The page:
China’s Export Subsidies Are a Gift

– September 16, 2021

“Misguided retaliation that would eliminate the advantages that cheaper Chinese goods offer would result in unnecessary self-inflicted costs and forgone benefits to the American economy.” ~ Theodore A. Gebhard


What Can We Lose To China By Isolating Afghanistan?

– September 3, 2021

“Although the United States may be withdrawing its military, continued engagement through diplomatic and economic means could go a long way in mitigating an already tragic situation.” ~ Ethan Yang


A Conversation About Free Trade in the 21st Century

– August 19, 2021

“On this episode of the Authors Corner, Ethan sits down with AIER Senior Fellow Don Boudreaux, who is also a board member at the Mercatus Center, a professor of economics at George Mason University, and the former president of the Foundation for Economic Education.” ~ AIER


Engaging China was the Right Strategy Then; It Remains the Right Strategy Now

– August 11, 2021

“Americans should address the very real challenges posed by the PRC’s oppressive shift under Xi Jinping. But they should remain engaged with China and especially the Chinese people. Liberty is under siege but not forever lost.” ~ Doug Bandow


The Case For Diplomacy and Engagement Over Brinkmanship

– July 28, 2021

“We must light the way with our example through engagement, trade, and a commitment to walking what we talk. With darkness and chaos on the rise in every corner of the globe, we must feed the flame of liberty and broadcast it across the night, not shut it off.” ~ Ethan Yang


Some Problems with the ‘Repatriating Critical Supply Chains’ Argument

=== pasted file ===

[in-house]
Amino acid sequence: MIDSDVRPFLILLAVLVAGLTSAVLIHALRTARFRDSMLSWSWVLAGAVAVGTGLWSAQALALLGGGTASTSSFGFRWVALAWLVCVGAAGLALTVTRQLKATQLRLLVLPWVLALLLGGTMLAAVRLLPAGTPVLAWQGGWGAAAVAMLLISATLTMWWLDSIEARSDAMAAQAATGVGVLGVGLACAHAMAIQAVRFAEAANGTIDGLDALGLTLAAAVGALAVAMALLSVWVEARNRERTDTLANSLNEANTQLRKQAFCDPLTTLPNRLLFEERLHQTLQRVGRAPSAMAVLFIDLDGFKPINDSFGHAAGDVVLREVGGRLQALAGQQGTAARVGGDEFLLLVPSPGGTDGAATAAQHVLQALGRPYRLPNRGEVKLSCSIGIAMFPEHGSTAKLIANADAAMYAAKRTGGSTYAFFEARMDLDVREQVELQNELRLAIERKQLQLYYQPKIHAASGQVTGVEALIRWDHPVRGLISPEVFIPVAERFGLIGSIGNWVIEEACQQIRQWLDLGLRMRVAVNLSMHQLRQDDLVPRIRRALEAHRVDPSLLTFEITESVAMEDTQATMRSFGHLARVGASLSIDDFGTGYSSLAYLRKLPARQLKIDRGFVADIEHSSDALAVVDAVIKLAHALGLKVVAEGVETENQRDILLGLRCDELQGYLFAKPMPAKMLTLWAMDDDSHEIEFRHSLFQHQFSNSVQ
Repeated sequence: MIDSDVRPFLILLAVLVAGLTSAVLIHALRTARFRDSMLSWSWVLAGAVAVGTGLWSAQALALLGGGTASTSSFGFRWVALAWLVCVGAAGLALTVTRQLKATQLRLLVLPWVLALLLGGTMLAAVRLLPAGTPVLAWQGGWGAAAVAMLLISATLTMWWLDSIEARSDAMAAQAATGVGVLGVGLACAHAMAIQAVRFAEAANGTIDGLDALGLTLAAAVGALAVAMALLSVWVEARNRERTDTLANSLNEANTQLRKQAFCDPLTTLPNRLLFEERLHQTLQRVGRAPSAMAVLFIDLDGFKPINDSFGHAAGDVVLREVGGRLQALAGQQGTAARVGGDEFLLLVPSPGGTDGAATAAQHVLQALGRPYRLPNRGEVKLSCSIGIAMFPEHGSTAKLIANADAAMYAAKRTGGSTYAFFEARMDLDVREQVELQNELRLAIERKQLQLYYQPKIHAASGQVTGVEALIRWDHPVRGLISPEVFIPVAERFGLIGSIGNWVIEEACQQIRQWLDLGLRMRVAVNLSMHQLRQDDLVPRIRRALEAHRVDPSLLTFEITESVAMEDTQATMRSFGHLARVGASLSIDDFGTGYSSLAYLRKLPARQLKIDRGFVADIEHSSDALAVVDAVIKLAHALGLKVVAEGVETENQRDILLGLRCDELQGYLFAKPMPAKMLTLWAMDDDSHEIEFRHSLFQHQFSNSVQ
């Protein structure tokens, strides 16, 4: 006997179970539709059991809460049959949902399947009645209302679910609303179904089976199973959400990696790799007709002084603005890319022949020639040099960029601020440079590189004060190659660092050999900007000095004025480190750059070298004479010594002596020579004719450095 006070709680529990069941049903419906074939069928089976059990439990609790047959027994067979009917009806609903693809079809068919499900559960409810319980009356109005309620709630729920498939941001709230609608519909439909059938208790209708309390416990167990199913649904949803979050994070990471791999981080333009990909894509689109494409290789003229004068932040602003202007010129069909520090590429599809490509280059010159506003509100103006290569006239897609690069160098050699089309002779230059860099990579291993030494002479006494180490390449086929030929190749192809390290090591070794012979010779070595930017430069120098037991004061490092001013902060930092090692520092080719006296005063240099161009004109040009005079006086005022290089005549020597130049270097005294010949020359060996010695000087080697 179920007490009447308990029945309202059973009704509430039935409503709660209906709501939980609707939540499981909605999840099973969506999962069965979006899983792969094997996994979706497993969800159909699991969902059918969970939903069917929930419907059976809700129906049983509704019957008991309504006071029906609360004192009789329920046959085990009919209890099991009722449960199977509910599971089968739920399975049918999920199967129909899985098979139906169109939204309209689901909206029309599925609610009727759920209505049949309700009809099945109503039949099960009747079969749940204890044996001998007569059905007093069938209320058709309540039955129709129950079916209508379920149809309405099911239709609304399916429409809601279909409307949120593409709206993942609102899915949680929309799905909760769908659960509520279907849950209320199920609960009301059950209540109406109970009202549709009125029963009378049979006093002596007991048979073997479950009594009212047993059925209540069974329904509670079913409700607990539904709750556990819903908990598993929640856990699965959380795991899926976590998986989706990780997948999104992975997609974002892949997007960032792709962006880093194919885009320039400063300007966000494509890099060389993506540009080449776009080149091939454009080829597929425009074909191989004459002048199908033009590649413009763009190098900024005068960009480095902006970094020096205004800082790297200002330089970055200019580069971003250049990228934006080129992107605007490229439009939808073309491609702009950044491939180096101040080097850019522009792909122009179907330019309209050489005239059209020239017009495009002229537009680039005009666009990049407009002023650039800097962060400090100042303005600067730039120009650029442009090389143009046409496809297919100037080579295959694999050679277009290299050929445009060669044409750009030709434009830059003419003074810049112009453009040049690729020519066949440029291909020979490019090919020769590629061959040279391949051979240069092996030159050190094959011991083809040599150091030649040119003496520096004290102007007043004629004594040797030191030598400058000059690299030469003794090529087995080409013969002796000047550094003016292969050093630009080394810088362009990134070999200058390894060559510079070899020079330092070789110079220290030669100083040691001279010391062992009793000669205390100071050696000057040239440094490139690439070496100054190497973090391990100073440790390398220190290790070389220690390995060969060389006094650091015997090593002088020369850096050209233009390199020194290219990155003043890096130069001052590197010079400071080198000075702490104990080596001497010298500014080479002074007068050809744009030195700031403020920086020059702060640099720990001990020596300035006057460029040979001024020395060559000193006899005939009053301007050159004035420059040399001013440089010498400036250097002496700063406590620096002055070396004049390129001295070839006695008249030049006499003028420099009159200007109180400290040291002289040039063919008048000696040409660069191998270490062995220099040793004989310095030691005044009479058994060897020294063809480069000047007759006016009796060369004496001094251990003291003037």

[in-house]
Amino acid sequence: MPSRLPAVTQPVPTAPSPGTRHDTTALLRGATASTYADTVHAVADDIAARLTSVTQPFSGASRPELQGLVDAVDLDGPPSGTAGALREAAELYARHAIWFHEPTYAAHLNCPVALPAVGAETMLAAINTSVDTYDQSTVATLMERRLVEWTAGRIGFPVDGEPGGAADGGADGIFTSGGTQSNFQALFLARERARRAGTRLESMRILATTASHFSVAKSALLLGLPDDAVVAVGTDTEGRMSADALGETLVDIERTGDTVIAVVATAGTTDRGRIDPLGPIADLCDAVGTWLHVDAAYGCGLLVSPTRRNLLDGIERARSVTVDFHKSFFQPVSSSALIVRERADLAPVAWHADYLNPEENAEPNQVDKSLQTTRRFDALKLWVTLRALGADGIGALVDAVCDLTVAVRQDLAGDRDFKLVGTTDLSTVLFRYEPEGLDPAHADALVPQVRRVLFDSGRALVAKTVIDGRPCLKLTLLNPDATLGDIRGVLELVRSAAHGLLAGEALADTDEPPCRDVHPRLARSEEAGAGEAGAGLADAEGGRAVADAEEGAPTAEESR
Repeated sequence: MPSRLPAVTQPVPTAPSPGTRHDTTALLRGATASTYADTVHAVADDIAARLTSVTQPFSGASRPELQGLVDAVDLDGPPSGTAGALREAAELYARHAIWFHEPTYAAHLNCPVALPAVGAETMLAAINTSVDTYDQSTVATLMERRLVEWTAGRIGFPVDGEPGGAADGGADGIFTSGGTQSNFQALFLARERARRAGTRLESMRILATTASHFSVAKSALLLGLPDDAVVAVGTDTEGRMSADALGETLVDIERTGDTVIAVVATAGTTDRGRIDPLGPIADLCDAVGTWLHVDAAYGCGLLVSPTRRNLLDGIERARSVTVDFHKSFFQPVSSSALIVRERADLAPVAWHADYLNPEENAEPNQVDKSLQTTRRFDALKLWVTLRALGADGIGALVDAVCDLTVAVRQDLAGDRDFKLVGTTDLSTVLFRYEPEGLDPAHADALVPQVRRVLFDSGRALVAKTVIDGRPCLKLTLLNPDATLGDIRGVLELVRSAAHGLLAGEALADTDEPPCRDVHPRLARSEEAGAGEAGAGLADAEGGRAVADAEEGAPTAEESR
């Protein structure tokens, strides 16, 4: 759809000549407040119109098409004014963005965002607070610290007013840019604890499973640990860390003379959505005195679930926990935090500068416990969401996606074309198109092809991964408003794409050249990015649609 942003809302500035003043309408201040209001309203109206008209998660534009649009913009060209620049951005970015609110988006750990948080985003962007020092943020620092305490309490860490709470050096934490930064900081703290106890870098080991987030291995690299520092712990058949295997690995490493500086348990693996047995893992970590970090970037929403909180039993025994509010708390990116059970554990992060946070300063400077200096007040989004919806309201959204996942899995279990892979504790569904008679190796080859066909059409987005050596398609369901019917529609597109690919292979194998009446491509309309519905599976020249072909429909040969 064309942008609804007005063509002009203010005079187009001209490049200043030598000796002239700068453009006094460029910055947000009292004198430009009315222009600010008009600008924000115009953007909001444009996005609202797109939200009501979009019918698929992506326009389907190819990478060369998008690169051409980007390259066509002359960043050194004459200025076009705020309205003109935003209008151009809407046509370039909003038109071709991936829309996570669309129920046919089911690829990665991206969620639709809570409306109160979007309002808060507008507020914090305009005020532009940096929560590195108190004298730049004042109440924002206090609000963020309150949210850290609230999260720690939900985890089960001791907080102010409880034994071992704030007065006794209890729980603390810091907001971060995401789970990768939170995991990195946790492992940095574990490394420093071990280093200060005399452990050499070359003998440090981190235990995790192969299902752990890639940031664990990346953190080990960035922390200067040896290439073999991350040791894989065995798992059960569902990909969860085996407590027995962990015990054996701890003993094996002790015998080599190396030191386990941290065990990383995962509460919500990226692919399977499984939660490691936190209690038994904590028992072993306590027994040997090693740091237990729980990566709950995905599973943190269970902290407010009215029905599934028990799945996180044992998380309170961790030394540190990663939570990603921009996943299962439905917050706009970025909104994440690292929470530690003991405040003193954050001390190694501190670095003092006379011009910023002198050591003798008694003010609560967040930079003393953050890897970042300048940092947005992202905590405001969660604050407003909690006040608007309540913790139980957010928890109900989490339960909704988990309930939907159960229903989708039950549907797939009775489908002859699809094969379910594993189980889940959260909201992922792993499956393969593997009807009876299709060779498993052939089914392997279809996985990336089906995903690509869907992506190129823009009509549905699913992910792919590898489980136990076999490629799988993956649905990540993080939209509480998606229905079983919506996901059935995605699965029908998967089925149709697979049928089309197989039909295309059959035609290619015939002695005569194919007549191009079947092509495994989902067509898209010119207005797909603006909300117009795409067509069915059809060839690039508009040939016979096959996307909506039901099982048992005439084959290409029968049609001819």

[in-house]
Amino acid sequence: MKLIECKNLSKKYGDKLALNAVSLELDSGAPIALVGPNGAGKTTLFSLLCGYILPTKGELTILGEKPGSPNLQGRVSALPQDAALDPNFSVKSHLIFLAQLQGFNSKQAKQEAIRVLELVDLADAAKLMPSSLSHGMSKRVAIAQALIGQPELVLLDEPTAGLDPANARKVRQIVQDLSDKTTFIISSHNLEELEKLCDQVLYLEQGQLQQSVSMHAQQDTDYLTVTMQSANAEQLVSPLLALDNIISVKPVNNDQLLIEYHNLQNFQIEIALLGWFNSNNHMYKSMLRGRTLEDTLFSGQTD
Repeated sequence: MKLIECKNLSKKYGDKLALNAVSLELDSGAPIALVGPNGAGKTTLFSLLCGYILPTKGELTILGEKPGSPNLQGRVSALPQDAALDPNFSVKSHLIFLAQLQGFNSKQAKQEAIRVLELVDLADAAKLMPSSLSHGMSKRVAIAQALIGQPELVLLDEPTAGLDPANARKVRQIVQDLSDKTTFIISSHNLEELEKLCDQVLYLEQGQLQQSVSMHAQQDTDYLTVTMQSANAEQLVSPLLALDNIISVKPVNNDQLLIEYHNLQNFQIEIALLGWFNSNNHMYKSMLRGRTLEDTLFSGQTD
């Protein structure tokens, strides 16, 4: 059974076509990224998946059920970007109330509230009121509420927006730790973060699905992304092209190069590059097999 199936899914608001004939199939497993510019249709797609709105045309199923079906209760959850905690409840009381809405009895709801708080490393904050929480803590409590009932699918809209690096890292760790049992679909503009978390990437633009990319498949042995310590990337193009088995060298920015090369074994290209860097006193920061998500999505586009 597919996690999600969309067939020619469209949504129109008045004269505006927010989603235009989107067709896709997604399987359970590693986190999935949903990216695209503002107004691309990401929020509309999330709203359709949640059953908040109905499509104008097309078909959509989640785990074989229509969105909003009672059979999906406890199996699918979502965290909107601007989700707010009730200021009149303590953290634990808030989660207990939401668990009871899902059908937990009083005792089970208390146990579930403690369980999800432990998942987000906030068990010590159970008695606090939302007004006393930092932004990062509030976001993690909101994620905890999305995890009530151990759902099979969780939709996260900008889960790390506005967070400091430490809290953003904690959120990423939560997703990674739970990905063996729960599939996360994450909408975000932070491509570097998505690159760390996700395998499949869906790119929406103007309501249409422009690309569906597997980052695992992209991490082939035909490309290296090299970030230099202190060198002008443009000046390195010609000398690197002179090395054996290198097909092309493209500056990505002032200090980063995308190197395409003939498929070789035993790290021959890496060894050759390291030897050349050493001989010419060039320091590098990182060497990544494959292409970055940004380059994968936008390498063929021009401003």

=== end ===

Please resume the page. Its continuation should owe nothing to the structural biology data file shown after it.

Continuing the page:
– May 25, 2021

“Even if political pressures were miraculously to disappear, government officials would remain ignorant of most of the detailed bits of knowledge about how resources are, and potentially can be, used. And so any errors these officials make in distinguishing ‘critical’ from not-critical goods and services will result in resources being used more wastefully than otherwise.” ~ Donald J. Boudreaux


You Think This Is A Game? Not Quite

– April 23, 2021

“Sports and gaming metaphors certainly have their place, but if we take them too seriously we get lost in details and lose sight of the greatest positive-sum game in the world: specialization and division of labor. When you’re bowling or playing a board game, there’s a winner and a loser. When you’re bargaining, however, everyone’s a winner.” ~ Art Carden


Steel Follies and the Perils of Politically-Controlled Trade

– April 22, 2021

“American citizens and manufacturers should be allowed to buy every commodity they choose as cheaply as the world can produce it. The time has come to end the medieval pursuit of a “just price” for imports and to cease permitting politicians and bureaucrats to have economic life-and-death power over American businesses.” ~ James Bovard


Covid’s Vindication of Free Movement

– April 8, 2021

“This pandemic is not ending because borders were sufficiently impenetrable. But it must be said that its effects have been mitigated because many of the most essential forms of capital continued to flow. If the free movement of people, goods, and ideas could pull the world out of one of its darkest chapters, there’s no telling what the same openness could yield during brighter days. And, hopefully, will.” ~ Peter C. Earle


The Mischief of “Pecuniary Externalities”

– March 23, 2021

“Perhaps my long discourse on ‘pecuniary externalities’ strikes the reader as ponderous or even pointless. Ponderous it probably is, but pointless it is not. If the above reality were more widely understood, many fewer people would complain about foreigners using their exports as a means of ‘stealing our jobs.'” ~ Donald J. Boudreaux


The Dangerous Path of Trump-Biden Trade Isolationism

– March 12, 2021

“It would be wise for our leaders, particularly those in the Biden administration, to heed the clear lessons put forth in our Constitutional system as well as the tides of history. An embrace of free trade will promote widespread prosperity but most importantly, it will prevent a backslide into a past sequence of events that we should be glad to have behind us.” ~ Ethan Yang & Jack Nicastro


Gordon Tullock: A Birthday Appreciation

– February 13, 2021

“Long after many influential economists have been relegated to footnotes or forgotten, I believe people will still be reading and citing Tullock’s work, and not as historical curiosities, either. They will be reading and citing the work of a scholar who made timeless contributions to how we understand the world.” ~ Art Carden